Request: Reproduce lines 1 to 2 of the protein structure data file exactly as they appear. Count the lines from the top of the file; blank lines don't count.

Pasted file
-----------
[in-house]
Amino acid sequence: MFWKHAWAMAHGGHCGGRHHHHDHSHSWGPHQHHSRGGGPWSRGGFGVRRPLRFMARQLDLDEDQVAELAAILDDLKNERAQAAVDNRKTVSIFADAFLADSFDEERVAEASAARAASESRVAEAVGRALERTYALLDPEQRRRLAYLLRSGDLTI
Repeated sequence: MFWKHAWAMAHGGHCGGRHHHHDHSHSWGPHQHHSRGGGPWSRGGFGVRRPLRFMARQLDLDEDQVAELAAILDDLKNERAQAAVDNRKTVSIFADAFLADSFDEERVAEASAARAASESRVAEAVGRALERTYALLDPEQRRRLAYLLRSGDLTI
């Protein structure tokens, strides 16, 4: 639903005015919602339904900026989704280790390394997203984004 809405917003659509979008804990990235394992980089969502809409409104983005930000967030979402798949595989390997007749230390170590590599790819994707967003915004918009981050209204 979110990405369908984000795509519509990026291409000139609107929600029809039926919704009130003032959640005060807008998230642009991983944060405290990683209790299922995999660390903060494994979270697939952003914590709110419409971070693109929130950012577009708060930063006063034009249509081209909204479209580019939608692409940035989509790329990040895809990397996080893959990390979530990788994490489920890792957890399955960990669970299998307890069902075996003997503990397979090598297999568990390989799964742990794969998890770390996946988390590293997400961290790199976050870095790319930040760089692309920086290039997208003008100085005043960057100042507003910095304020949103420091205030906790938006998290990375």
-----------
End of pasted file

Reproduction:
[in-house]
Amino acid sequence: MFWKHAWAMAHGGHCGGRHHHHDHSHSWGPHQHHSRGGGPWSRGGFGVRRPLRFMARQLDLDEDQVAELAAILDDLKNERAQAAVDNRKTVSIFADAFLADSFDEERVAEASAARAASESRVAEAVGRALERTYALLDPEQRRRLAYLLRSGDLTI